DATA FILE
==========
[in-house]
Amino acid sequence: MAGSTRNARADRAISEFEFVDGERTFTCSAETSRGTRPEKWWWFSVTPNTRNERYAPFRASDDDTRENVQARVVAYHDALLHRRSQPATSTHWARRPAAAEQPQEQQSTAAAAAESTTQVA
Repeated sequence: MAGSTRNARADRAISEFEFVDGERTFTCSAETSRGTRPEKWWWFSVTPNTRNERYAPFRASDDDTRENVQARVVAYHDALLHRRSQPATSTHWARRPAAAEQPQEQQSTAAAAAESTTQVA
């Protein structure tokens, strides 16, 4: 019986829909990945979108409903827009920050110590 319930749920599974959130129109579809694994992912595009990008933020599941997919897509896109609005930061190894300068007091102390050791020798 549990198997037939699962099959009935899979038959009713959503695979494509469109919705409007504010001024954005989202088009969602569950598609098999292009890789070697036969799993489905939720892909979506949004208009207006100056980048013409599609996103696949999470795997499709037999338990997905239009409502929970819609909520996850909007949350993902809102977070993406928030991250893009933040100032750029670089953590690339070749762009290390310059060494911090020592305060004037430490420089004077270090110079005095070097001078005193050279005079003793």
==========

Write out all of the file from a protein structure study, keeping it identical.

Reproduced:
[in-house]
Amino acid sequence: MAGSTRNARADRAISEFEFVDGERTFTCSAETSRGTRPEKWWWFSVTPNTRNERYAPFRASDDDTRENVQARVVAYHDALLHRRSQPATSTHWARRPAAAEQPQEQQSTAAAAAESTTQVA
Repeated sequence: MAGSTRNARADRAISEFEFVDGERTFTCSAETSRGTRPEKWWWFSVTPNTRNERYAPFRASDDDTRENVQARVVAYHDALLHRRSQPATSTHWARRPAAAEQPQEQQSTAAAAAESTTQVA
């Protein structure tokens, strides 16, 4: 019986829909990945979108409903827009920050110590 319930749920599974959130129109579809694994992912595009990008933020599941997919897509896109609005930061190894300068007091102390050791020798 549990198997037939699962099959009935899979038959009713959503695979494509469109919705409007504010001024954005989202088009969602569950598609098999292009890789070697036969799993489905939720892909979506949004208009207006100056980048013409599609996103696949999470795997499709037999338990997905239009409502929970819609909520996850909007949350993902809102977070993406928030991250893009933040100032750029670089953590690339070749762009290390310059060494911090020592305060004037430490420089004077270090110079005095070097001078005193050279005079003793």